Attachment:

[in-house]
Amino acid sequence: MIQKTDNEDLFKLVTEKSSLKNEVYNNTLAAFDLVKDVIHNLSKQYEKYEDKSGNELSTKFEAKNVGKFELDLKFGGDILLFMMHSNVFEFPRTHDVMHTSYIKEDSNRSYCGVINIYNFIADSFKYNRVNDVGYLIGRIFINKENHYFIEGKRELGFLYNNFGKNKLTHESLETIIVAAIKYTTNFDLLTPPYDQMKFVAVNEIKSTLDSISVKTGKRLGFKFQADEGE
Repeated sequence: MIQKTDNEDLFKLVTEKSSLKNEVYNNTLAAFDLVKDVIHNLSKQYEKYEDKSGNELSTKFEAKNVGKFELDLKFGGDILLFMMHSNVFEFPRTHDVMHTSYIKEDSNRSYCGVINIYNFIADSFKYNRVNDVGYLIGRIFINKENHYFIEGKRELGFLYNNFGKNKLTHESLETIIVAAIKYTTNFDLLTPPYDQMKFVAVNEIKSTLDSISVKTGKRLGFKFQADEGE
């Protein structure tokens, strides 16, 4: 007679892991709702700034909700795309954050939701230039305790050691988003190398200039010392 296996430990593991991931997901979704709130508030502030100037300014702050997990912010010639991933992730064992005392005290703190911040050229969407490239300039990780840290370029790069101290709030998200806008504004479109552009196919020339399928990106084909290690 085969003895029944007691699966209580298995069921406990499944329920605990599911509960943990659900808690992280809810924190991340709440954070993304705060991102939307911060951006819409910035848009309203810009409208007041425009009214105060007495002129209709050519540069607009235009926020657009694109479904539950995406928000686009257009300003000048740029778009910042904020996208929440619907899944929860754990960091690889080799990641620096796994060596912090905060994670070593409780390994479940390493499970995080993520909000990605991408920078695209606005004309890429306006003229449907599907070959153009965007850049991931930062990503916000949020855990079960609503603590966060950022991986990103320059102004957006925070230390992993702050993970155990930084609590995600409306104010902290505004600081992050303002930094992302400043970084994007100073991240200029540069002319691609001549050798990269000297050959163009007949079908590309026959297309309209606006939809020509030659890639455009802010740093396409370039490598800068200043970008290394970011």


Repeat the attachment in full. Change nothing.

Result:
[in-house]
Amino acid sequence: MIQKTDNEDLFKLVTEKSSLKNEVYNNTLAAFDLVKDVIHNLSKQYEKYEDKSGNELSTKFEAKNVGKFELDLKFGGDILLFMMHSNVFEFPRTHDVMHTSYIKEDSNRSYCGVINIYNFIADSFKYNRVNDVGYLIGRIFINKENHYFIEGKRELGFLYNNFGKNKLTHESLETIIVAAIKYTTNFDLLTPPYDQMKFVAVNEIKSTLDSISVKTGKRLGFKFQADEGE
Repeated sequence: MIQKTDNEDLFKLVTEKSSLKNEVYNNTLAAFDLVKDVIHNLSKQYEKYEDKSGNELSTKFEAKNVGKFELDLKFGGDILLFMMHSNVFEFPRTHDVMHTSYIKEDSNRSYCGVINIYNFIADSFKYNRVNDVGYLIGRIFINKENHYFIEGKRELGFLYNNFGKNKLTHESLETIIVAAIKYTTNFDLLTPPYDQMKFVAVNEIKSTLDSISVKTGKRLGFKFQADEGE
């Protein structure tokens, strides 16, 4: 007679892991709702700034909700795309954050939701230039305790050691988003190398200039010392 296996430990593991991931997901979704709130508030502030100037300014702050997990912010010639991933992730064992005392005290703190911040050229969407490239300039990780840290370029790069101290709030998200806008504004479109552009196919020339399928990106084909290690 085969003895029944007691699966209580298995069921406990499944329920605990599911509960943990659900808690992280809810924190991340709440954070993304705060991102939307911060951006819409910035848009309203810009409208007041425009009214105060007495002129209709050519540069607009235009926020657009694109479904539950995406928000686009257009300003000048740029778009910042904020996208929440619907899944929860754990960091690889080799990641620096796994060596912090905060994670070593409780390994479940390493499970995080993520909000990605991408920078695209606005004309890429306006003229449907599907070959153009965007850049991931930062990503916000949020855990079960609503603590966060950022991986990103320059102004957006925070230390992993702050993970155990930084609590995600409306104010902290505004600081992050303002930094992302400043970084994007100073991240200029540069002319691609001549050798990269000297050959163009007949079908590309026959297309309209606006939809020509030659890639455009802010740093396409370039490598800068200043970008290394970011």